Solitude in the Smokies

We had a float trip scheduled today for a couple of guys that just had to get out. I was hoping to get them on the Holston since it fished so well the other day but the generation wasn’t good for fishing and we had to reschedule. With the tailwaters being high I was curious on how the streams in the Smokies were fishing. The water levels are perfect and with this latest warm front that came in the water temp was around the mid 50’s and even though there wasn’t much hatching the fish were very active towards nymphs.

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It never gets old looking at a wild trout from the Smokies.

Nymphs like pheasant tails, prince nymphs and hares ears in a size 14-18 will do the trick, but as the water temp fluctuates you might have to play around with split shot. Also wear natural clothing to blend in to your surroundings because the water is crystal clear. Most of the time in the colder months the fish will be on the bottom and “dragging” nymphs is necessary. With these extremely warm days and nights the fish will be happier and  looking to get full. This is all probably going to change with the weather getting cooler and rain on its way. If you can get out in the next couple of days then I would and enjoy every minute of it.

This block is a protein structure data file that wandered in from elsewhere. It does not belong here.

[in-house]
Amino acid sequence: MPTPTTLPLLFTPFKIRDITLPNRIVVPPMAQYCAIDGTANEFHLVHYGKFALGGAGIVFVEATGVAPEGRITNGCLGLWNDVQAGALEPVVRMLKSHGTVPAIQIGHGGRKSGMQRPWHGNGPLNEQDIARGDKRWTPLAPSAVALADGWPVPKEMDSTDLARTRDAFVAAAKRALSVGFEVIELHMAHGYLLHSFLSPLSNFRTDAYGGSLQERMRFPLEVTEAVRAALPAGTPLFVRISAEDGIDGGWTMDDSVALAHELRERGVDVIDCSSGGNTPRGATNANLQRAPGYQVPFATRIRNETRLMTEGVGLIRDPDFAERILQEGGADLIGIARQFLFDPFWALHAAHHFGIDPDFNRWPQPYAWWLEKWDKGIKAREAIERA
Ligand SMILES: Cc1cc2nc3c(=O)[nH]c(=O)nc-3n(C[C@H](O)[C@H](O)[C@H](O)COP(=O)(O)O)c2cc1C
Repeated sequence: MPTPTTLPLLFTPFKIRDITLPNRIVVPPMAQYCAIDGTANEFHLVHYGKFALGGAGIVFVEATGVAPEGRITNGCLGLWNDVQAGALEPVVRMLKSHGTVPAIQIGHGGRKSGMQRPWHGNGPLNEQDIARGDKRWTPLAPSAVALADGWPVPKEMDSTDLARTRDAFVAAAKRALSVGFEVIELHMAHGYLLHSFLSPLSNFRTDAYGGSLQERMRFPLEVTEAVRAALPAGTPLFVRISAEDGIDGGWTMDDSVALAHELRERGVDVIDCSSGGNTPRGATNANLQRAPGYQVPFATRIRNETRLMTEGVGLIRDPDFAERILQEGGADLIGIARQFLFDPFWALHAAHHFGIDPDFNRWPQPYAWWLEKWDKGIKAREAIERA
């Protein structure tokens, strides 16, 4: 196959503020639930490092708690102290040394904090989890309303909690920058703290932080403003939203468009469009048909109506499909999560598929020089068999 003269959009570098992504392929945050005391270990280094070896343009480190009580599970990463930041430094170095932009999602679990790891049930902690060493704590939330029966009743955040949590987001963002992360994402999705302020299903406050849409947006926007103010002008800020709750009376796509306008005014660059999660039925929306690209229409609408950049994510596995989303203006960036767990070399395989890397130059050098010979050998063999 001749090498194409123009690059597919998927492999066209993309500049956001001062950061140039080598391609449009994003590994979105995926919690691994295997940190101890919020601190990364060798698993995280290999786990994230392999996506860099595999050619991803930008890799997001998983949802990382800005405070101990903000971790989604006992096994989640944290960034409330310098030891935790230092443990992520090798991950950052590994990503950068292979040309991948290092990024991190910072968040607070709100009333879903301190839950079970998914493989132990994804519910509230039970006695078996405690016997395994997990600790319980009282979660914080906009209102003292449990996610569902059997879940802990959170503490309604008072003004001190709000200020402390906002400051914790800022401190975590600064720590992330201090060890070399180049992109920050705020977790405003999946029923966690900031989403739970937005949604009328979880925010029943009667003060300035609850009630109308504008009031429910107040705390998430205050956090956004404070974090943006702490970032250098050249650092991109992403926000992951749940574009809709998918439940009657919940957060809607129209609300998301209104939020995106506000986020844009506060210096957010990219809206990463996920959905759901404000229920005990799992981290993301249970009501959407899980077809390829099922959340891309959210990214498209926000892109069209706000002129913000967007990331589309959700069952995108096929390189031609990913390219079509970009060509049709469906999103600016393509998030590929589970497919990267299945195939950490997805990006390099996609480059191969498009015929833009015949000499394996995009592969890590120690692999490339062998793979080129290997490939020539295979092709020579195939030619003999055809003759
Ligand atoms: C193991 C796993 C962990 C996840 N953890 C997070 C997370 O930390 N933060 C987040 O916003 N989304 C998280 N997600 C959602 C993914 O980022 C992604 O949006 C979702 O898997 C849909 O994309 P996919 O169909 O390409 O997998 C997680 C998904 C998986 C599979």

I really didn’t see anybody else other than a few locals fishing today and the tranquility would have been enough for me to have a good day. The fact that the fishing was great and I ran into a couple of buddies I hadn’t seen in a while was nice, but the icing on the cake was when we happened to  notice a larger fish sitting out in a run. I got into position and the fish ate on the 3rd cast.

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A truly blessed outing

I usually seem to spend a lot of effort getting close enough to cast to a fish like this and then have it spook off. It’s usually a lot of work for very little payoff sight fishing to these guys. The fact that he ate the fly immediately didn’t seem right, but I wasn’t complaining.

One thing is for sure about this time of year, you can bet on having a lot of water to yourself in the Smokies and the fishing isn’t as slow as you might think depending on where you go. Even if the fishing is slow some days and your hands are freezing, it’s still better than sitting around the house. If you’re coming into town and want to get out and fish for a bit despite the weather, CONTACT US and we’ll be happy to take you to our favorite spots.

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